The hoop width for the Civil War era was about 6-8' in circumferance, so make sure your hoop can go that wide. The individual hoops, or 'bones', in the skirt are usually adjustable.

Me (center) and my two friends Carla and Sara (3rd MI) going to the ball in Jackson, MI in 2003. The dress I'm wearing is an old Gunne Sax prom dress!
Me (center) and my two friends Carla and Sara (3rd MI) going to the ball in Jackson, MI in 2003. The dress I'm wearing is an old Gunne Sax prom dress!

Recommended Reading

This info should get you started in the wonderful world of Civil War reenacting. I also found 60 Civil War-Era Fashion Patterns to be an invaluable resource, and I highly recommend it to anyone who wants to learn more about the fashion of the time.

Indoor dances, like this one held in Youngstown OH, encourages ladies to wear fancier ballgowns since there's no fear of getting mud on them!
Indoor dances, like this one held in Youngstown OH, encourages ladies to wear fancier ballgowns since there's no fear of getting mud on them!
Another shot from the Youngstown ball.
Another shot from the Youngstown ball.

Comments

    0 of 8192 characters used
    Post Comment

    • profile image

      Cynthia 

      4 years ago

      Thank you so much! I can't wait to try it out! :)

    • Sarah Lynn 1863 profile imageAUTHOR

      Sarah Lynn 1863 

      4 years ago

      Hi Cynthia,

      Yes! Those dresses were both made with day dress patterns available commercially. I got them from Abraham's Lady, a sutler's shop in Gettysburg. Here's the website:

      http://abrahamslady.com/past_patterns.html

      I used the patterns for the full skirt, and the gathered bodice.

      Good luck, and enjoy the reenactment! Abraham's Lady sells a lot of reenacting stuff, so look around.

    • profile image

      Cynthia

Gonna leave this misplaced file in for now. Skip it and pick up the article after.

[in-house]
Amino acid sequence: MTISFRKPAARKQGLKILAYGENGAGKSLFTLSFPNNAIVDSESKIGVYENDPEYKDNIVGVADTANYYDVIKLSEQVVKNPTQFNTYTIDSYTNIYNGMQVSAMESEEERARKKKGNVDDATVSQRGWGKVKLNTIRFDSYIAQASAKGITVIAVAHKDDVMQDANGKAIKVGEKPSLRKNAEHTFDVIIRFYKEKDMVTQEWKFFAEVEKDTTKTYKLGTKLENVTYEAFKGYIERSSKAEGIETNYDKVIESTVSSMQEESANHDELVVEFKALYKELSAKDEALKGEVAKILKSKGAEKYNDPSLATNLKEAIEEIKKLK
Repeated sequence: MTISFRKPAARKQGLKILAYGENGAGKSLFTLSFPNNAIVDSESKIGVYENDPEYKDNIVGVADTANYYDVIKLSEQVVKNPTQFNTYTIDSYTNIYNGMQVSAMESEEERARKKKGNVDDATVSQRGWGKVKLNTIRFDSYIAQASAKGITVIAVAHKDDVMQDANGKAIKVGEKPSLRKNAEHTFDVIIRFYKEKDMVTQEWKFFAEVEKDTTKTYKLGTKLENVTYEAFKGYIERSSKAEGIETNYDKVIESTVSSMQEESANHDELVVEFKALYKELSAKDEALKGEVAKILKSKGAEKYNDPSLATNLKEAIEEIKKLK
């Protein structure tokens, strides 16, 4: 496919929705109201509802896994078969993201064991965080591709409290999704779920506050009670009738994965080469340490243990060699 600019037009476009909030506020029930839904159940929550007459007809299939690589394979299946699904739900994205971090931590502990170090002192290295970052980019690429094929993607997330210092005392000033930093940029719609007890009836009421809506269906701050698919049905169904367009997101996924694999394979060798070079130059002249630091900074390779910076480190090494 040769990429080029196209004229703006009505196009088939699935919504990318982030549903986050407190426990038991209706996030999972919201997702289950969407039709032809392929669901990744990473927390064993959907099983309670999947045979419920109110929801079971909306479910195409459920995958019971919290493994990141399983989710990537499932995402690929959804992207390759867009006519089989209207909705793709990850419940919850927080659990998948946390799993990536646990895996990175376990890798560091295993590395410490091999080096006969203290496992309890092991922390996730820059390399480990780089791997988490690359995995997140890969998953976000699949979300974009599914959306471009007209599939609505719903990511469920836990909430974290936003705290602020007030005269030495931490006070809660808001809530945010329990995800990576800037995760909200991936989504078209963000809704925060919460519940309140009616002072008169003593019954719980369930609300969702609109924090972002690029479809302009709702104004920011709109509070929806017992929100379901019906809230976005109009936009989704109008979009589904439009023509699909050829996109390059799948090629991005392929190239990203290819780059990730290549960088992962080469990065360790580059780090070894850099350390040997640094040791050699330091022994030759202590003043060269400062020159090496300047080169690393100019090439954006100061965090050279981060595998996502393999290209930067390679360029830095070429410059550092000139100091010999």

4 years ago

      Hi! Is there some way to get the patterns you have for the red or green plaid afternoon dresses? I have got it into my head that I'd like to make a civil war/Victorian/antebellum era dress for fun. and maybe go to the reenactment for the Batlle of Kennesaw Mountain in June. :)

    • profile image

      cowboyclyde 

      6 years ago

      I was looking for the person with the reenactors gowns to let me know if they are still available.

    • profile image

      RIA 

      8 years ago

      Would you be able to tell me how your sister made them, i want to make some like them.

    • profile image

      Lady Swankster 

      8 years ago

      Hi HomespunDress!

      This was a great article you put together. I am going to share this with some of the people who stop by my encampment. I also started re-enacting Civil War around 1999. For many years I just dressed up, went to the dances and started to get to know people. I spent most of my time with the confederate cavalry men. I told them I would like to do something other than just dress up. They asked me if I would like to be there cook. So I am the cook for the 1st North Carolina Cavalry.

    • profile image

      jean-guy Dugas 

      8 years ago

      love the dresses with the hoop under skirt.

      like to reenact as a union soldier deserter and have to be a lady to evate martial law. I think we have some cases in the Us civil war.

    • profile image

      Kennesa 

      8 years ago

      Hi HomespunDress!

      Thank you for this information! I am going to take a look at these sites!

      I am a 14 year old girl, but a friend of mine who reenacts a lot says I could portray a 16 year old. I sort of agree because I have had a lot of people ask how old I am and when I tell them say, "Oh my gosh! I thought you were like 17!

      Thanks again1

    • profile image

      kay 

      8 years ago

      hi i live all this sort of thing. i am very interested in joining a group. do you know of any in the uk?

    • profile image

      HomespunDress 

      8 years ago

      Kennesa:

      No age limit, most of the time. If you're a male and wish to do a soldiers impression, you generally have to be 16 or up (because of insurance). Civilians generally don't.

      For Soldiers, try www.authentic-campaigner.com

      For civilians: www.thesewingacademy.org

      Great sites, and they have a lot of stuff to read on there.

      Hope this helps!

    • profile image

      Kennesa 

      8 years ago

      I would love to reenact, but I don't know if I'm old enough. Is there an age limit?

      I've worn a hoop dress and I didn't want to take it off! I think I would really enjoy reenacting.

    • profile image

      DarwinsLaureate 

      9 years ago

      Stopping by again to re-rate and to leave a comment this time. ;)

      Excellent writing, and beautiful costumes.

      History is best understood through acting it out, I've come to find.

      Sincerely,

      Sharley D

    • profile image

      annabell 

      9 years ago

      I am looking for an inexpensive place to buy gear for my husband. any ideas?

    • profile image

      ccplrose 

      9 years ago